Maybe. Australian researchers combed the literature and found only one study with good enough methodology to evaluate. The team, from the University of Western Australia, published its findings online in the July issue of the Cochrane Collaboration, an international nonprofit that analyzes health care information.
That study, in which 146 participants were randomly assigned to take a daily garlic supplement or a placebo, found that those taking the supplement got fewer colds over the three-month study period than those taking the dummy supplement. They also got over their colds faster.
Even the authors, in the article and in e-mail interviews, said that this evidence is too slim to make firm recommendations about garlic’s effectiveness.
“My advice is that if you feel it is helpful, go ahead and use it,” said Dr. J. Owen Hendley, an infectious disease specialist at the University of Virginia School of Medicine who studies the common cold.
If garlic is useful for the common cold, said Dr. Kimon Zachary, an infectious disease specialist at Massachusetts General Hospital, it’s probably more effective as a preventive than as a treatment once a person has a cold.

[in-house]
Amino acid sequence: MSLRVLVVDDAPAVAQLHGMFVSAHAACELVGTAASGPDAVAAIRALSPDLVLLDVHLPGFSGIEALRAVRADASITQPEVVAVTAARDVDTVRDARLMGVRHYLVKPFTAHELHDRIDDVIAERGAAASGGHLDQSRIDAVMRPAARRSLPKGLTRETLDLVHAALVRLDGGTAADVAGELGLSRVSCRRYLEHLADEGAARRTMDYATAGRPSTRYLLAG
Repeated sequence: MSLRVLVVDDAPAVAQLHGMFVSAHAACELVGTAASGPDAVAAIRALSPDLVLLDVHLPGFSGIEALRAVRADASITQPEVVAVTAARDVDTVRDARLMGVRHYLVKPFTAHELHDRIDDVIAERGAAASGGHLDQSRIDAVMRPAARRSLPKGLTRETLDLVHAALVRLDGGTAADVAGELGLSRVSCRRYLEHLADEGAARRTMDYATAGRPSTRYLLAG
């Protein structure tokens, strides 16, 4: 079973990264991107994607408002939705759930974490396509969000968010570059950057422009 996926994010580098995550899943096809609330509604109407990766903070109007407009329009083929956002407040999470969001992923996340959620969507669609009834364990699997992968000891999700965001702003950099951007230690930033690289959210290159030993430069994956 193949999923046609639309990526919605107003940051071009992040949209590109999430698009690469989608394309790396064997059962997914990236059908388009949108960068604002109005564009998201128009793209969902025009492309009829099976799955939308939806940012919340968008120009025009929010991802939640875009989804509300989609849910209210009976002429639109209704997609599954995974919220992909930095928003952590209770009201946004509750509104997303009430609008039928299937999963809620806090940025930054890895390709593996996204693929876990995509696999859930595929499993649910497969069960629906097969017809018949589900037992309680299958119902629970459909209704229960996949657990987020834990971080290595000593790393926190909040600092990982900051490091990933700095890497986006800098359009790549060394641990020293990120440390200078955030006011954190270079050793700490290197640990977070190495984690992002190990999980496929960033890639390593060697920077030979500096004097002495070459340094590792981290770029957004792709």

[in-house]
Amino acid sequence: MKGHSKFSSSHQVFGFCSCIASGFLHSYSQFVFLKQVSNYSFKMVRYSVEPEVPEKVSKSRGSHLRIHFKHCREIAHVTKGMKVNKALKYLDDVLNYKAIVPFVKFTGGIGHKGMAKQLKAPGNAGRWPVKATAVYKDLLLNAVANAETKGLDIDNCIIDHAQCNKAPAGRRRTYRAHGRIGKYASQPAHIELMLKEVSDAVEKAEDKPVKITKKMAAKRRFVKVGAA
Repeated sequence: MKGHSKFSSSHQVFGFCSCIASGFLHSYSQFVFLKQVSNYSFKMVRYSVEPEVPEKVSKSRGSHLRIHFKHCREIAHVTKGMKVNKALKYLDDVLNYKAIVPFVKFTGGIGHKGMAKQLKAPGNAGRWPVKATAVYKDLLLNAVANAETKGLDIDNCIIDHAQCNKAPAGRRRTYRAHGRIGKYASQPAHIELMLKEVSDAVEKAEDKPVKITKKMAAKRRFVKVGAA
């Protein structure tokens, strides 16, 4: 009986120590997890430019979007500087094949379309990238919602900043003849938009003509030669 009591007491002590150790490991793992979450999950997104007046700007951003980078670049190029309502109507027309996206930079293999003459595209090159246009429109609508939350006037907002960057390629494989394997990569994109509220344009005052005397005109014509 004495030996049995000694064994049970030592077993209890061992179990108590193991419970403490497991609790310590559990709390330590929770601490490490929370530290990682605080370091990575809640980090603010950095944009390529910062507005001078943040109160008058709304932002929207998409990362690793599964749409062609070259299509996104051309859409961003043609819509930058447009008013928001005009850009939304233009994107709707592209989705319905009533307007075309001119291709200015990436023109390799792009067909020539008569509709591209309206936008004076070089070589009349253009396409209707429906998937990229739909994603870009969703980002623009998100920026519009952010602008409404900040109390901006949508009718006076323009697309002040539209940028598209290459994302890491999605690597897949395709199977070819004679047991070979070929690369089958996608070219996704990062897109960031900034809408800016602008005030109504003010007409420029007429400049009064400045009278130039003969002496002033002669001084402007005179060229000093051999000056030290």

There are few risks to taking a garlic supplement. Garlic can interfere with an anti-HIV medication called saquinavir and can reduce the ability of the blood to clot, a potential concern for surgical patients, according to the National Center for Complementary and Alternative Medicine.
But while more research is needed, the Cochrane analysis shows that “you can’t dismiss garlic as a potential preventive” for colds, said Mark Blumenthal, executive director of the American Botanical Council, a nonprofit group that is partially supported by the herbal products industry.
Since garlic may have other health benefits as well – the research is still evolving – I figure, why not take it to ward off colds as well? At the very least, the smell might keep germy people away!